Carr, John

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Carr, John (1723–1807). English architect. He was a competent and prolific practitioner in Yorkshire (where he was Surveyor of Bridges, first for the West Riding (1760–73), and then for the North Riding (from 1772) ) and the North of England of the Palladianism he had learned while building Kirby Hall, Ouseburn, Yorks., by Burlington and Morris (1747–c.1755). His reliability gained him favour among the gentry, and many of his works were featured in Vitruvius Britannicus (vols. iv and v) and in New Vitruvius Britannicus. He was also influenced by Robert Adam's Neo-Classicism, and could turn his hand to Gothic when required. Among his works may be mentioned his many bridges, his domestic architecture (e.g. Constable Burton, North Riding (c.1762–8), illustrated in Vitruvius Britannicus, v), his public buildings, and his churches (e.g. Kirkleatham, North Riding (c.1760–3) ). The Assize Courts (1773–7) and Prison for Females (1780–3) at York Castle are accomplished palace-fronted compositions of great refinement, while the Assembly Rooms and Crescent, Buxton, Derbys. (1780–90), applied an elevational treatment derived from Inigo Jones's arcaded piazza at Covent Garden and a variation of the younger Wood's grand residential Royal Crescent at Bath. His public buildings include the Palladian Town Hall and Assembly Rooms at Newark, Notts. (1773–6).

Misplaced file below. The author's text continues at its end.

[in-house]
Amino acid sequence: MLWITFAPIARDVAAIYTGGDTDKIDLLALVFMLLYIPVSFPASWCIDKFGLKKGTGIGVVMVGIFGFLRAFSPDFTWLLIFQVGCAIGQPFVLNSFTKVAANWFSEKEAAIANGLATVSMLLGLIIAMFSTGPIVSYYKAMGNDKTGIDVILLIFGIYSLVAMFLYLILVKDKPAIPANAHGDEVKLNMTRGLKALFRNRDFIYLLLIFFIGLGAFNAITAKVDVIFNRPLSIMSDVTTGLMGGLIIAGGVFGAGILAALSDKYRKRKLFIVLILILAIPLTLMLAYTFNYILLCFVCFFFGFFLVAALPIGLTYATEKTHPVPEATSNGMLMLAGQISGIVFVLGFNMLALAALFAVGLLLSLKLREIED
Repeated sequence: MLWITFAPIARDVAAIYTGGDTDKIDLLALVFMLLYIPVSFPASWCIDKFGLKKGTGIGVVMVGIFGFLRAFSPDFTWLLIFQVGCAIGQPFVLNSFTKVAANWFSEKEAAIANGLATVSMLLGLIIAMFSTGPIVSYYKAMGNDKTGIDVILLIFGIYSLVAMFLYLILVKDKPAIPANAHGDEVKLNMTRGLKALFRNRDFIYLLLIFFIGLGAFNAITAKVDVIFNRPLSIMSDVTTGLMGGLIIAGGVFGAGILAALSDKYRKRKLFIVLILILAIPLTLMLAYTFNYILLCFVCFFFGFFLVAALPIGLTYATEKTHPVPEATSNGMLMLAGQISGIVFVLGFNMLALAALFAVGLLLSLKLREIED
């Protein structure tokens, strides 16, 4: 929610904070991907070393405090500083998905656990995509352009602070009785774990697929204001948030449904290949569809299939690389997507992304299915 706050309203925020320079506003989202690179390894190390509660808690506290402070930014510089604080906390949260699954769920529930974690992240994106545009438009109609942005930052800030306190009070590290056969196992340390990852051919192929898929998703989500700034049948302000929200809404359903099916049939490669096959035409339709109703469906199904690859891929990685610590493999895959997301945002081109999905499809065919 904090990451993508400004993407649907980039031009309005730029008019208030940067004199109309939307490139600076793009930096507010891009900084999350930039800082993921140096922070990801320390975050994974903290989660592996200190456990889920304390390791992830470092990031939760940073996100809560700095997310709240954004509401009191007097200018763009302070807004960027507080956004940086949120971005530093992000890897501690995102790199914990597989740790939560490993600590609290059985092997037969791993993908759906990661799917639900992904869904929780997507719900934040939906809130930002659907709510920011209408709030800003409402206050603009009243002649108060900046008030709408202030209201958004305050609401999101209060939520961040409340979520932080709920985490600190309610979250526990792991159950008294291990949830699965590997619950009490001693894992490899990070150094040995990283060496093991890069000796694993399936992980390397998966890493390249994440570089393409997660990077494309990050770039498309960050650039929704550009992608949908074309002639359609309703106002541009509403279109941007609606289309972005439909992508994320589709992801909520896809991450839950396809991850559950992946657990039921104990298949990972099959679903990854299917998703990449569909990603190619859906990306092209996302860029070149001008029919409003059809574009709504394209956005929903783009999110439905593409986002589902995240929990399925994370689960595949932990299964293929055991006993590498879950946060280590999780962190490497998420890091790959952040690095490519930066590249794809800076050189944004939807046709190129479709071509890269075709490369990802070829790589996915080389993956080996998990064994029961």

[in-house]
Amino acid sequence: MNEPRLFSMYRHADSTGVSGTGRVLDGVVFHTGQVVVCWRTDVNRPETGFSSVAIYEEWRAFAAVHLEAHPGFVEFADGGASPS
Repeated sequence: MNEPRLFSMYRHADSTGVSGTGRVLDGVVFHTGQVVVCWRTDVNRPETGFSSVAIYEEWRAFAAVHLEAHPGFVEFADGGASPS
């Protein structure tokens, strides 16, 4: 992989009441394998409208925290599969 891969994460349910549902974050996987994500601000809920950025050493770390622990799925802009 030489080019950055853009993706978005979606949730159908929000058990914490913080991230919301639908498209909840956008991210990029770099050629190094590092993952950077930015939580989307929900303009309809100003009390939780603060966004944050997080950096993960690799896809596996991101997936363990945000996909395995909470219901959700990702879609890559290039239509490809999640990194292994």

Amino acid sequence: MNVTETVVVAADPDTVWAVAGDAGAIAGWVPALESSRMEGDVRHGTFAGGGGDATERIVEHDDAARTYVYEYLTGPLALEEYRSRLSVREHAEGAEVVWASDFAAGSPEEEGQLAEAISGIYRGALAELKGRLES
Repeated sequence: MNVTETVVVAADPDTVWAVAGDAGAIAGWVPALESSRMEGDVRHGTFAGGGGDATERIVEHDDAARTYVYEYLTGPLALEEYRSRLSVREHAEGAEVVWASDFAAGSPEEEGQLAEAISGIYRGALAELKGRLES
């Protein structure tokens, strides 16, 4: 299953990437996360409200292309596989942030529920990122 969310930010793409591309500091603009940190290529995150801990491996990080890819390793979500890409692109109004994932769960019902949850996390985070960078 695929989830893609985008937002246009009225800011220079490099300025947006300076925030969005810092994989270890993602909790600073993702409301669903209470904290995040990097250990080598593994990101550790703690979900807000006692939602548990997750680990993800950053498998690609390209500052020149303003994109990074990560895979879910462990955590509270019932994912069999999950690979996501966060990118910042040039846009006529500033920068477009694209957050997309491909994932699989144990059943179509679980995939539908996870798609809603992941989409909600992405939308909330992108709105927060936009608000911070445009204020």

Bradshaw & and I. Hall (1973);
Colvin (1995);
J. Curl (2002a);
Summerson (ed.) (1993);
Wragg (2000);
York Georgian Society (1973)